Unto her mother.' How much better than poor prose is the following ? - always excepting the electro-magnetic simile, so unaffected and so clear. Abraham is here spoken of:

Strengthened and composed,
With holy resignation on his brow,
He left his tent; and saddling up his beast,
Clave, in obedience to the word of God,
Wood for a holocaust whereon his son
Should, to the Lord, an offering he made:
Sped on his journey to the distant hills
Of Mount Moriah.
And now the patriarch behelj, far off,
The place appointed. Then the electric flash
Of anguish ran, like lightning, down the wires

Of strong paternal feeling.' We must protest against reducing touching and beautiful passages of Scripture to such verse as is in this volume turned to small account, in paraphrasing the captivity of Zion, our Saviour's lamentation over Jerusalem, the melting pathos of the ' Man of Uz,' or re-painting, in lines of tedious vapidity, a scene like that of Belshazzar's feast, what time his guests gazed at the hand-writing on the wall,

"Until their thought-strained eyes dilated grew!' He must needs be largely gifted, who kindles adequately at the flame of the sacred writers. It requires something more than one who contents his ideas with the 'films and images that fly off upon his senses from the superfices of things,' to beautify, or render more poetical, some of the finest scenes recorded in Holy Writ. Our author, we are sorry to perceive, has not at all times a proper regard for the VOL. XI.


laws of mëum and tüum. He has borrowed, if not 'line upon line,' yet here a little, and there a great deal. CAMPBELL's noble line,

"And the sentinel stars set their watch in the sky,' he has metamorphosed, for instance, into

• Beneath the night-watch of the sentinel stars ;' and that admirable conceit which SHAKSPEARE puts into the mouth of Richard III.,

• And e'en the stars do wink,

As 't were with over-watcbing,' is altered to

*The pale stars grow dim with watching.' We have pencilled several other lines, equally glaring with the foregoing.

Now and then, we are struck with a few stanzas of a simple or sublime character, which convince us that were Mr. Brooks to cease altogether to write ad ostentationem, he might hope for very respectable success. Witness the following lines, which are spirited and unaffected :

The God Omnipotent, who rolled
The chariots of the crystal spheres,
To circle rouud their course of years,
Made the green earth, at his command,
Arise with all its mounts sublime,
And from the bollow of his hand
Poured out the inmeasurable sea,
And bade its waves' eternal chime

Hymn his own vast immensity!' And that is a good simile, which describes the marks of the deluge upon high mountains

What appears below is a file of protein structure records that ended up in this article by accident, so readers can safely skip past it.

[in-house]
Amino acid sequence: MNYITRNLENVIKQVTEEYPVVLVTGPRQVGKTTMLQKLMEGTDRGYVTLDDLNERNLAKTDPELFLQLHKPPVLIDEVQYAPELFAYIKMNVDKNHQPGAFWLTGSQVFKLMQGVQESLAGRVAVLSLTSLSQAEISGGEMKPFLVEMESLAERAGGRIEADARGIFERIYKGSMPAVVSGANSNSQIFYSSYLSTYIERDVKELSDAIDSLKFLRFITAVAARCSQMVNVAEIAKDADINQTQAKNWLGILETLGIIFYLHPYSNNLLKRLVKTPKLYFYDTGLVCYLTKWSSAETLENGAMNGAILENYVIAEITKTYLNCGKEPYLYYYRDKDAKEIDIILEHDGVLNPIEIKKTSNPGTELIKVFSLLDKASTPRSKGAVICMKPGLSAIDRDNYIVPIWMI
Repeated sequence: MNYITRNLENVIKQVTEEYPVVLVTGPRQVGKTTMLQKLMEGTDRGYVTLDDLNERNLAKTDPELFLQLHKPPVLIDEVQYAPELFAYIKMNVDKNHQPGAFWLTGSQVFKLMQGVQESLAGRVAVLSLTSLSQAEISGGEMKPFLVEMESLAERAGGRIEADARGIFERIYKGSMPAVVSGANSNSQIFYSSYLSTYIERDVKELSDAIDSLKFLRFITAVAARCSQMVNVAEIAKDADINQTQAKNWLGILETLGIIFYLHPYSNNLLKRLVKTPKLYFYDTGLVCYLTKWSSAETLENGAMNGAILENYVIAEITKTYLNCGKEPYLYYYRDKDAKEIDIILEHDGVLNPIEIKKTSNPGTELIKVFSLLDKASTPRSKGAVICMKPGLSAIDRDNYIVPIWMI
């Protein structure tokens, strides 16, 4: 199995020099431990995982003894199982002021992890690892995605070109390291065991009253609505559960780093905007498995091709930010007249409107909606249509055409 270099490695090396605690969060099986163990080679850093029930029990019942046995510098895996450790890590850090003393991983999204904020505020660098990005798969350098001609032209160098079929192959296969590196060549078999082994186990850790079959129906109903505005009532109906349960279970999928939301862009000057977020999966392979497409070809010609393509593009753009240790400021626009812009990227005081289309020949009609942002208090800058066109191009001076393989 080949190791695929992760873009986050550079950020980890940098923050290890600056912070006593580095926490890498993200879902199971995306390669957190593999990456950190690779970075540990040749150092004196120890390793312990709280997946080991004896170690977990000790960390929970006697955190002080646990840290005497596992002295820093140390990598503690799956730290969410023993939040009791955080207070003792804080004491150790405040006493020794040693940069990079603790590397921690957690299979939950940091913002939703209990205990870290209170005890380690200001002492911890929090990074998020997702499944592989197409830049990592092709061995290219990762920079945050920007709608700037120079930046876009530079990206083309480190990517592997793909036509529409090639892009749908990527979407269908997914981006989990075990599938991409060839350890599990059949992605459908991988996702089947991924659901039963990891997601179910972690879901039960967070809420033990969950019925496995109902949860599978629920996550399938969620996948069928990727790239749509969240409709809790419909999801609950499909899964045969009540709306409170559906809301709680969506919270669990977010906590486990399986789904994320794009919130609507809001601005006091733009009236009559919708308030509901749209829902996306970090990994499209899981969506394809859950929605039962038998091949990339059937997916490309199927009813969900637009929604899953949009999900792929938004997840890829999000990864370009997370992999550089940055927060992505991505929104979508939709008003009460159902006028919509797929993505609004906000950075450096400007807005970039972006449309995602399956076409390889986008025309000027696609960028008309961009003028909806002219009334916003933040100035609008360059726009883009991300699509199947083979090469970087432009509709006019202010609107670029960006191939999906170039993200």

. As a momorial of the curse of sin,
The cicatrices of the scourge of God

Upon its giant sides.' But such passages are rare, amidst frequent trickeries of phrase, and examples of verbose bombast, and diluted thoughts, encumbered with tinsel and frippery. Our author does not lack words; and, being born of few ideas, they flow freely enough from his mind and pen; just as people come faster out of a church when it is empty, than when a crowd is at the door. Hence, it is needless to add, he is a prëeminent mannerist.

Mr. Brooks may be a scholar; he may be well versed in the Greek and Roman story; he may be a competent principal' of one of our largest and most respectable literary institutions;' but whatever his 'publishers' preface' may insinuate to the contrary, he is no poet ; and, as a volume of poetry, 'to compare his book with a bottle of small beer, would be greatly to belie that Muid.' He might, indeed, we have reason to believe - judging from his idea of the horrid, as manifested in the extract above, describing the head in a charger,' and other passages of a kindred description – concoct a melo-drama, that, in popular parlance, would 'take' well. Let him therefore study some of the higher flights of SUMNER LINCOLN FAIRFIELD, (whom he resembles, as a writer, in his worst points,) and become familiar with his night-riding incubi, Abaddon, etc., and then, being ripe for his task, write a play; call it 'The Unknown Spirit of the Mysterious Grotto, or the Immense Vacuum of the Solitude of the Desert,' or designate it by some such euphonious and mysterious title, and we will use our influence with 'Mr. George Jones, the Great American Tragedian'— par nobile fratrum ! — to take the part of the Unknown Spirit.' So shall the fame of the author of Scriptural Anthology' be fully established.

The typographical execution of the volume is creditable to the publishers; although little can be said in favor of the 'embellishments,' so ostentatiously set forth; especially the 'minor embellishments, or tail-pieces' — small, coarse wood-cuts, an inch or two square. The persevering reader will be pleased, however, with one of these, at the close of the book. It is termed in the catalogue, 'Finis !

A LOVE-TOKEN FOR CHILDREN. Designed for Sunday-School Libraries. By the Au